Samuel:
I think it was eight or nine in Beijing wasn’t it?

Bárbara:
Yeah, but when I saw him that time he was five and I was from the Olympic on the screen. You see that it looks kind of here and then you see that there was no person talking to someone else and swimming next to you is like very special, right?

Samuel:
Yeah, so Beijing was your first Olympics then London and now you are making a run at Rio. This is the first summer Olympics in South America right?

Bárbara:
Yeah, that’s right, so I think people are pretty happy around the American continental. Hopefully they have enough research and enough money to put a good game. I think people are very interested to see and discover that continent so hopefully, yeah, they run smooth.

Samuel:
Yeah, well it’s definitely, what’s always amazes me about the Olympic movement is there is for the host country whether or not it’s economically worth it is debatable but certainly for an awareness around the world and the whole eyes of the world focused on that area of the world, Brazil and obviously Rio de Janeiro.

Specifically you are going to see a lot of Latin American, South American culture on display that a lot of people haven’t been exposed to. It’s going to be a special moment and I’m sure there’ll be a lot of people from your country coming over, right, to watch the games.

Bárbara:
Yeah, I guess so. I think a lot of them are pretty excited. Beijing was like impossible. It was too far away for everyone and my family even and I think London, it was a bit closer, in Europe and people want to go on there but I think Brazil is much more easy for everyone even people who don’t have much more to get around and save some money.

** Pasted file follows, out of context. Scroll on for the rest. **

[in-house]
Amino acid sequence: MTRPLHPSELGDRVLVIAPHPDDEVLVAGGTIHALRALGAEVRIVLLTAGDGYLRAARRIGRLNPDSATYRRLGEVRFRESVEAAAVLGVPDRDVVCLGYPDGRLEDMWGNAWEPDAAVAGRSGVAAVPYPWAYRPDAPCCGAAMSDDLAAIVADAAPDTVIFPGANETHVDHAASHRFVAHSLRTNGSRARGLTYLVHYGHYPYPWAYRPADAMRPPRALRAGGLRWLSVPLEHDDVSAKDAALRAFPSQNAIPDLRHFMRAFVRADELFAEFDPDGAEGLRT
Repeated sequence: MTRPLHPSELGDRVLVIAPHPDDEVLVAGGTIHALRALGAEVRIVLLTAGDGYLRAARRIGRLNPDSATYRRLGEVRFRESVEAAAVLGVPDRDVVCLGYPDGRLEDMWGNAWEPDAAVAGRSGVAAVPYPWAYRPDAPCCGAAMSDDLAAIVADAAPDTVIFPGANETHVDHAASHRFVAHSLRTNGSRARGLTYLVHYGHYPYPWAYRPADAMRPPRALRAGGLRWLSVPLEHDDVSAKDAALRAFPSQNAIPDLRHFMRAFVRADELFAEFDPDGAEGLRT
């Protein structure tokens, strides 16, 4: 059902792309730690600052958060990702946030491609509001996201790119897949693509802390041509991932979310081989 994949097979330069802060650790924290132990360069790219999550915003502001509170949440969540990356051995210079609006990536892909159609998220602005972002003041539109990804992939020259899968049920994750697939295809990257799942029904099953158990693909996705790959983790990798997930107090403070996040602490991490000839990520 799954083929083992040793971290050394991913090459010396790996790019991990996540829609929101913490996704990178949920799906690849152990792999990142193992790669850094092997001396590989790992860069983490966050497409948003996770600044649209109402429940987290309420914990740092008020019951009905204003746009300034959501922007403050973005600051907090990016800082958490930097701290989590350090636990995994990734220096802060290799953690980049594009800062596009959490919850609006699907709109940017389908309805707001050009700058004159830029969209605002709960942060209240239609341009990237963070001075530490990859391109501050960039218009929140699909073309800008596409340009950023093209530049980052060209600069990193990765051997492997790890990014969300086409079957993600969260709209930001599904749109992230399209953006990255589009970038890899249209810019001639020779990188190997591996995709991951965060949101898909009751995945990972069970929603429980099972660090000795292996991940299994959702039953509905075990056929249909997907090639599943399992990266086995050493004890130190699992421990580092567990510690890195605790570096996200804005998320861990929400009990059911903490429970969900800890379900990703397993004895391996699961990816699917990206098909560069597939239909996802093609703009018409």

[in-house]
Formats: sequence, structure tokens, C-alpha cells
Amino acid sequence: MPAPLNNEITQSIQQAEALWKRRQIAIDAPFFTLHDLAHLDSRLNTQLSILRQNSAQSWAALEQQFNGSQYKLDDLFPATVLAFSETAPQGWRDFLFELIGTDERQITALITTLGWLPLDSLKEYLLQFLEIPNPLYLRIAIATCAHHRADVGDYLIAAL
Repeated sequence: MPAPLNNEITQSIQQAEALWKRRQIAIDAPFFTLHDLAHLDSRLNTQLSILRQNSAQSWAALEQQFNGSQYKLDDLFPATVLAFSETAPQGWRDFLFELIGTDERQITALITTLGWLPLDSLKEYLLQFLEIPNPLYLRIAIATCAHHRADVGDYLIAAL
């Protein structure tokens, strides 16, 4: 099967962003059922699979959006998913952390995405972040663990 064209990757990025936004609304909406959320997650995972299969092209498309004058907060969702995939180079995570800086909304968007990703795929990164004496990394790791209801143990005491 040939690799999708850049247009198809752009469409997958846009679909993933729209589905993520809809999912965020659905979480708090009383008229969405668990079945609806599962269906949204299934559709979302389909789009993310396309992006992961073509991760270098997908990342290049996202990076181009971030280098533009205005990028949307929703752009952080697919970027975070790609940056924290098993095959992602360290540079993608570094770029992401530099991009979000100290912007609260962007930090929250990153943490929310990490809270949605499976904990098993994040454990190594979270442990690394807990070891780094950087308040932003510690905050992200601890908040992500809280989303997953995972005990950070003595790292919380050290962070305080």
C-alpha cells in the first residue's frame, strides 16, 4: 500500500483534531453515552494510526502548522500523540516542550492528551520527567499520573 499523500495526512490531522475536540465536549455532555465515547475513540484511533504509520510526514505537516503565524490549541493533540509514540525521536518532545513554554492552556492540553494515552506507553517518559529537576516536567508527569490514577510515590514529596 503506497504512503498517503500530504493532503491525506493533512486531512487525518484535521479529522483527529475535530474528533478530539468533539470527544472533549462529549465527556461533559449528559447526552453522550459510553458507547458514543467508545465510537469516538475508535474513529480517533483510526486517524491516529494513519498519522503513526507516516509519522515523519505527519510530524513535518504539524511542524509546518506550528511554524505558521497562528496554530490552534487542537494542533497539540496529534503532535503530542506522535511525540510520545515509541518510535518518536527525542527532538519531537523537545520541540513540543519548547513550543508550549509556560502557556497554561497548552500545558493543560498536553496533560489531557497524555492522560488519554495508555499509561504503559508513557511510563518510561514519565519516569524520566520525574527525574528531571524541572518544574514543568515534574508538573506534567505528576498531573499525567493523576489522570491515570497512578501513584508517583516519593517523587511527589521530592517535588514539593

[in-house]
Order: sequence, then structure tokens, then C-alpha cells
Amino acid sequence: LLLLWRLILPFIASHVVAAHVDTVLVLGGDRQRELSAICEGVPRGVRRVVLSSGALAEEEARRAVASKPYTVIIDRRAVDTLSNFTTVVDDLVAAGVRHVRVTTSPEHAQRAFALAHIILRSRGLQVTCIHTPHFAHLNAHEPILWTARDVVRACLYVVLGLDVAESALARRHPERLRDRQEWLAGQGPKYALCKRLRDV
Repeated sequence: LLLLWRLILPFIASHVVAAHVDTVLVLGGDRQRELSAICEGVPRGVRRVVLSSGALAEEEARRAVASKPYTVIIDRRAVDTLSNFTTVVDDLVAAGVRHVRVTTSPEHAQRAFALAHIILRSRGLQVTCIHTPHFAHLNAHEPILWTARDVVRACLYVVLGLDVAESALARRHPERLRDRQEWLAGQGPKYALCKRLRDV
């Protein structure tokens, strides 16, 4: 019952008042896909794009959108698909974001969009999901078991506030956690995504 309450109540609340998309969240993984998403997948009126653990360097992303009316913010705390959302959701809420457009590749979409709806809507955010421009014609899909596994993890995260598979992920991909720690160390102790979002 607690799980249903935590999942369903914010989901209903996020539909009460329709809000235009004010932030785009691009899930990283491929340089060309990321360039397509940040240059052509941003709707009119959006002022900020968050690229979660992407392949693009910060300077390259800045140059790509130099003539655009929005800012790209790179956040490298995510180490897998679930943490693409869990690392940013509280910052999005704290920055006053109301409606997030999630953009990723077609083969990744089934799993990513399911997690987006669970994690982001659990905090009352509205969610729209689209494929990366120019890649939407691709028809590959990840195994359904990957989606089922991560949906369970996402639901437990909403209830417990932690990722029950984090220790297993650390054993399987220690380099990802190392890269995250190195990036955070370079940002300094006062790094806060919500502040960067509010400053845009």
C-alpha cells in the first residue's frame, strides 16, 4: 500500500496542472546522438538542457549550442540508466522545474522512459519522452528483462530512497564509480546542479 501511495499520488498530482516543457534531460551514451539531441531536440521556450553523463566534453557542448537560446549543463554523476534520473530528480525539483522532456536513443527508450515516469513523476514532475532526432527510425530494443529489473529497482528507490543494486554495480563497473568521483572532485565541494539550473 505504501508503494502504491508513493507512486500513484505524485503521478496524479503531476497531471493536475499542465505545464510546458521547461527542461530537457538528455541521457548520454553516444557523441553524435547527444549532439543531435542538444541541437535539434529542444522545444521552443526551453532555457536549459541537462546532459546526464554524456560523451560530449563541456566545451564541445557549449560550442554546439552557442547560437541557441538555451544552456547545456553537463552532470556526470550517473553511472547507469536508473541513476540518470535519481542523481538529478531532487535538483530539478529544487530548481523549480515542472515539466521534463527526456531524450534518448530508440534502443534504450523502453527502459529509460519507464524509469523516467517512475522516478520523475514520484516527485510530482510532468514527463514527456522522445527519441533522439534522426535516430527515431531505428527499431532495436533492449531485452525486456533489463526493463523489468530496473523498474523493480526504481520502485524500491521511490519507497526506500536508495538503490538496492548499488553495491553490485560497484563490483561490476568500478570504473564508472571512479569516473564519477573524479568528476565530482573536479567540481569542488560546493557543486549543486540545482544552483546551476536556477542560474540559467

I think as well the World Cup in the last year in the South here was something very special and people enjoyed a lot I guess so it’s great to have the two big events. The world cup and now the Olympic next year in South America.

Samuel:
Yes, it’s definitely going to be a special moment for everyone involved but let’s hope that you and hopefully your little brother have a good crack qualifying for it and make it over there.

Right now you are ranked 5th in the world on the ITU circuit. How is everything going right now at training and where are you right now in your season? Describe a little bit about what your training is like, what you are doing in your season right now.

Bárbara:
Well, this year the season was, we started pretty early, we started in March. We had Abu Dhabi, the first race ever, first time in United Emirates, so usually we start about early April so it was a bit somewhat earlier. The world triathlon series used to be like six races but now it’s ten races.